14" (4/4/16 - Coonabarabran, 142x): fairly bright, large, over a dozen mag 13 and fainter stars are resolved in a 3.5' region.  A fairly faint, oval emission glow (LMC-N63) is involved with the cluster (S-L 595).  Adding an NPB filter, the nebulosity is bright, large, irregular (roughly round), ~2.5' diameter, with several of the brighter stars still visible.  N63A, embedded near the center of N63, is a well-known bright, compact SNR and one of the first 3 extragalactic SNRs to be discovered (1966).

 

Emission nebula N62A is 14' SSW.  Using an NPB filter, it appeared very bright, very elongated ~E-W, relatively large, ~1.5'x0.4'.  The shape is a bit irregular, but it has a sharply defined northern edge, with the southern edge weaker and more ill-defined.  Visible unfiltered but excellent response to the NPB.  A couple of very faint stars are visible with averted.  BSDL 2348, an LMC cluster perhaps associated with the nebula, is ~2' W and contains a  half-dozen mag 14-15 stars in a 1.5' knot, along with a mag 12.5 star on the west end.

 

Emission nebula N64 is 16' further southeast.  Using an NPB filter, it is a bright, large, irregular nebulous patch, about 3'x2' E-W.  The brightest portion (N64A) is on the west side.  A mag 11 star is ~2' N of the east end.  Another 2' NNW of this star is a detached 40" piece (N64C) that was fairly easy with the filter.  Unfiltered three mag 13 line in a 1.8' string are involved in the central portion, along with a couple of mag 14-15 stars.  Mag 8.8 HD 37853 is 6' NW.



#14 David Knisely

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Posted 04 September 2017 - 02:25 AM

I remember Dragan Niken and I using his 20 inch f/5 and running into Sh2-91 by "accident" while hunting down Minkowski 1-92.  It was not far from Phi Cygni and fairly easy using the OIII filter in that aperture, but it is definitely not plotted on a lot of atlases (I later put it in my copy of MEGASTAR).  Clear skies to you.


Edited by David Knisely, 04 September 2017 - 02:26 AM.


#15 SusanY

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Posted 04 September 2017 - 04:58 AM

Hi Wyatt,
I hope your attempt at Sh 2-91 gives you a glimpse of it; such a remarkable little SNR to see. 

I am wondering what my non-stargazing vet will think when I upgrade little Waldo’s breed from the somewhat ignominious ‘Crossbreed’ to the rather splendid Dob-erman!



#16 SusanY

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Posted 04 September 2017 - 05:12 AM

Steve,

 

Nice birthday pressie to be in Australia looking at the LMC!

 

Yes, the regions you described are indeed part of the LMX-4 superbubble. When I first stumbled into the supperbubble, I was perplexed that my Uranometria didn’t plot a lot of the bright and obvious objects that I was seeing (the stupendous Eighth-Note Nebula, the Quadrant star cloud, the two SNRs, N64 and N62A, among others). So I drew up my own “superbubble map” and explored the region over a couple of early mornings in a row. I posted the map in my latest blog: A Quaver in a Supperbubble in the LMC



#17 WyattDavis

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Posted 04 September 2017 - 05:33 AM

I, too, have a 10" dob (scope, not dog - although I do have two labs...) and am going to the Okie-Tex star party in about two weeks. Will probably get skies of 21.5 MPSAS or better out there, so maybe with that and an O-III filter I will have some luck!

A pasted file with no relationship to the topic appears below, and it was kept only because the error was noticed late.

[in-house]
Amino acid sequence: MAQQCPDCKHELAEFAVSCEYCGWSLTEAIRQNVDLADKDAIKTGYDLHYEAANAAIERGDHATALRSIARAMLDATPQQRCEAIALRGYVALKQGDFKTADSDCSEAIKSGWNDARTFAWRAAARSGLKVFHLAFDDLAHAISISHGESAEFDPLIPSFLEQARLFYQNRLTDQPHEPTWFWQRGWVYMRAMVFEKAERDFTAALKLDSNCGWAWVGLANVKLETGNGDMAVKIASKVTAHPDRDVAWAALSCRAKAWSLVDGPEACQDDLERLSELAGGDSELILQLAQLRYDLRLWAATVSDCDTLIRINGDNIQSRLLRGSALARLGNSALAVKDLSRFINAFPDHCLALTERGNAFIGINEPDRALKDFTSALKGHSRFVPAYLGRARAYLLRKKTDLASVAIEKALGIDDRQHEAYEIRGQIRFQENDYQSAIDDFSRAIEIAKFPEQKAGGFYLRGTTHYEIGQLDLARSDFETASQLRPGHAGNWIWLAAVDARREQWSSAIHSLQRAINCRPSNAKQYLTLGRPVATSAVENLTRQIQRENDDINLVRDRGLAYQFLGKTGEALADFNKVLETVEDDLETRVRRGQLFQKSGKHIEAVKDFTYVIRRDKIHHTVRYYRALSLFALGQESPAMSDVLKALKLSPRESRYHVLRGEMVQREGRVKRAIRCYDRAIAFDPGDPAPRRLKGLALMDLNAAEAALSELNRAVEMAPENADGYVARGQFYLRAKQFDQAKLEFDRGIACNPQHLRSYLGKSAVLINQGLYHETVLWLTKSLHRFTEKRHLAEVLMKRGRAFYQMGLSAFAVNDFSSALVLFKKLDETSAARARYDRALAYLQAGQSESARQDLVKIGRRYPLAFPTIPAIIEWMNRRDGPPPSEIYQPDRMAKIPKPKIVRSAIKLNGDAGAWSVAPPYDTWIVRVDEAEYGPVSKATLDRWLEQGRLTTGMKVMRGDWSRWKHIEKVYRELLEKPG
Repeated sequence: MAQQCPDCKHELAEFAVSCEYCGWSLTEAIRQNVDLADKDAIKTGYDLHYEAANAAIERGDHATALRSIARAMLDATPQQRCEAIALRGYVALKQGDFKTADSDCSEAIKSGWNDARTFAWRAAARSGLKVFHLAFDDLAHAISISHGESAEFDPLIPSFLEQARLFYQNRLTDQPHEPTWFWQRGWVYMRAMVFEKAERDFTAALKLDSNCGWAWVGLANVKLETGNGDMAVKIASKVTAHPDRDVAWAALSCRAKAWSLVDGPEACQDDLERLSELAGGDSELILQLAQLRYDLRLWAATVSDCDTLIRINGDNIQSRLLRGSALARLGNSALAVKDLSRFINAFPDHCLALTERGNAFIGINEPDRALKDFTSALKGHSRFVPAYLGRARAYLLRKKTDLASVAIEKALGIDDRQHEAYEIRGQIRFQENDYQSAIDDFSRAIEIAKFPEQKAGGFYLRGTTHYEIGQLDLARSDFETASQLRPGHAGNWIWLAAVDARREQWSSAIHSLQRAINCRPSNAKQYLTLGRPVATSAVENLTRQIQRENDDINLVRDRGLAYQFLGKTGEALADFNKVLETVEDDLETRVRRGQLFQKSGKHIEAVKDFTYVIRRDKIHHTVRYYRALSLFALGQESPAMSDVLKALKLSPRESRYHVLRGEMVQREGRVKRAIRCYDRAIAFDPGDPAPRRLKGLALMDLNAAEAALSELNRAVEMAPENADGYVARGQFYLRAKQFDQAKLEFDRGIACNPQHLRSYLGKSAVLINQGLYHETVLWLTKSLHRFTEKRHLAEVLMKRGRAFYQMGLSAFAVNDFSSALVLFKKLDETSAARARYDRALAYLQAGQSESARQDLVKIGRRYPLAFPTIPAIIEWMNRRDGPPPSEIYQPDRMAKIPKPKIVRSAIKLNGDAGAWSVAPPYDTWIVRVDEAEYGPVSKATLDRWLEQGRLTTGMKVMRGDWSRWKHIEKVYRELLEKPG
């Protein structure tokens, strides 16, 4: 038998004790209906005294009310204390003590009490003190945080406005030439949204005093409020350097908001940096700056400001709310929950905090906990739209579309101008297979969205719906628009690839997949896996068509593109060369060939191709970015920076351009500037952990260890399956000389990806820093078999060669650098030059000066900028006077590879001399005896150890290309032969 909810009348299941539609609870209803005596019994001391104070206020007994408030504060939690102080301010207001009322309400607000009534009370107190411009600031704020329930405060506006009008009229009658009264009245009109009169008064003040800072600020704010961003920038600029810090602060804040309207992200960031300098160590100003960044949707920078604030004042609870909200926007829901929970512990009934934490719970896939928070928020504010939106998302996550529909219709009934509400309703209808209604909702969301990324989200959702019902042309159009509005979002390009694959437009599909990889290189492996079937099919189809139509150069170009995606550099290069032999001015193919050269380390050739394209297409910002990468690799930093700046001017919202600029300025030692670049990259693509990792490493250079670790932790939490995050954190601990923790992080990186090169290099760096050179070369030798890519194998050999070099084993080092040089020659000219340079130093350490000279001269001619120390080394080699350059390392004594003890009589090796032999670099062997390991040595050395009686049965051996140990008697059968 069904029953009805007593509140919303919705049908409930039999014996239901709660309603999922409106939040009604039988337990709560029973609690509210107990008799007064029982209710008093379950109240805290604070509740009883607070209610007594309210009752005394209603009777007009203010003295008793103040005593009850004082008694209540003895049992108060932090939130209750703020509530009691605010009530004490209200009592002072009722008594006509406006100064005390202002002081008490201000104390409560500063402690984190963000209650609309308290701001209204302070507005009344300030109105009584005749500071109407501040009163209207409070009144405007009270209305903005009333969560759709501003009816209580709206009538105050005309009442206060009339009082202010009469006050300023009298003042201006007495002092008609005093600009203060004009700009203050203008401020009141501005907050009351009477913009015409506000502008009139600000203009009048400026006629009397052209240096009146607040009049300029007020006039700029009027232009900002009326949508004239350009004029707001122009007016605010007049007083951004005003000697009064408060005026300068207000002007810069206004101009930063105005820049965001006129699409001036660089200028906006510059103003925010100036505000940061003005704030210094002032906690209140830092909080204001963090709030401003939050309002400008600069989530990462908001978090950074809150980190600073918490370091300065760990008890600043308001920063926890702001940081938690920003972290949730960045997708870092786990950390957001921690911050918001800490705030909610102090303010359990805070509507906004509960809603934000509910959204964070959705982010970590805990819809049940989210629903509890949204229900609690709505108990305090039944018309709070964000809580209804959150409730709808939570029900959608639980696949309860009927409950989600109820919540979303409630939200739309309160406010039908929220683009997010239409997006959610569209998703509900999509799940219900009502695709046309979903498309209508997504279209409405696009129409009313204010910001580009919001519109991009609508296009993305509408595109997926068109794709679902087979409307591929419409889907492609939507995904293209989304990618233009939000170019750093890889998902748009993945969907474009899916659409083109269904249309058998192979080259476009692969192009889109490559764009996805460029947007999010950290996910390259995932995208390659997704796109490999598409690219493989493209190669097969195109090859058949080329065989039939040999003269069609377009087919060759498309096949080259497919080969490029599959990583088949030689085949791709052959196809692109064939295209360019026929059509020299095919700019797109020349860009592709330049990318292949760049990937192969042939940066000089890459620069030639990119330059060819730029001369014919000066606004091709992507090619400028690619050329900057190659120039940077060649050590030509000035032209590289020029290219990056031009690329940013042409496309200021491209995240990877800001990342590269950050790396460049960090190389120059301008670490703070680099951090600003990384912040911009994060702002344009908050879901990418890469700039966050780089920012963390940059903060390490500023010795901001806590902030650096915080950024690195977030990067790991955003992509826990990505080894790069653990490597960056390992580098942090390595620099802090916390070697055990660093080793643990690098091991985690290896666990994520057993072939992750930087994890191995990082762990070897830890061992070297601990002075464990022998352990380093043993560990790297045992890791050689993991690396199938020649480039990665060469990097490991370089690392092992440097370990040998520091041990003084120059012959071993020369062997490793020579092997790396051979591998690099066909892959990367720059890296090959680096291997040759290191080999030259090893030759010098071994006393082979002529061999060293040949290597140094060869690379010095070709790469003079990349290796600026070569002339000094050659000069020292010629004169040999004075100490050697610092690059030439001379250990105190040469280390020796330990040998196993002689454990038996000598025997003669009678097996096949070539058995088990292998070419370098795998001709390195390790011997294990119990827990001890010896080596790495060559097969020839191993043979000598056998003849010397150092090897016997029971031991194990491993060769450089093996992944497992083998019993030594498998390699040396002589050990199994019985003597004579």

#18 jetstream

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Posted 16 September 2017 - 11:17 AM

From the dark skies up here I have observed SH2-91 for a couple of years now and the 15" makes short work of it when the transparency is on. It is very faint but there is more in the area you can see.



#19 WyattDavis

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Posted 18 September 2017 - 03:00 PM

It's on my list tonight from Okie-Tex...


Edited by WyattDavis, 18 September 2017 - 03:00 PM.


#20 jetstream

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Posted 18 September 2017 - 05:30 PM

It's on my list tonight from Okie-Tex...

Good luck tonight Wyatt, if you see a little chain of stars around Phi Cygni your on the wrong side of it to see the neb. My 10"/Lumicon OIII shows this object under similar skies you describe, eagerly waiting your report!



#21 SusanY

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Posted 19 September 2017 - 08:47 PM

Hi Wyatt,

 

Did you see it? How are your skies? Very keen to read your report! (And what else have you see?)



#22 WyattDavis

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Posted 20 September 2017 - 07:27 AM

Hi Susan, I gave it a go but didn't see it. However, I didn't apply a filter and was on way to NGC7000 on a mission. It was cloudy here last night so I didn't get the chance to try again, but it is supposed to be clear tonight so I will put it #1 on the list. Q:  do you usually use low power + OIII on this object?



#23 SusanY

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Posted 20 September 2017 - 01:17 PM

Hi Wyatt, yes, low magnification and an OIII filter. I hope  you have clear skies tonight and that you get a squizz at this little beauty.



#24 WyattDavis

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Posted 20 September 2017 - 06:40 PM

Roger that. Clear skies - check. Squizzers aligned and cooling...

 

IMG_7164 copy.JPG



#25 WyattDavis

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Posted 21 September 2017 - 10:03 AM

Well, I gave it a squiz last night and no luck in my 8" SCT. Susan, I'm reading your report again today and making more detailed notes. Will give it another go tonight! Stay tuned...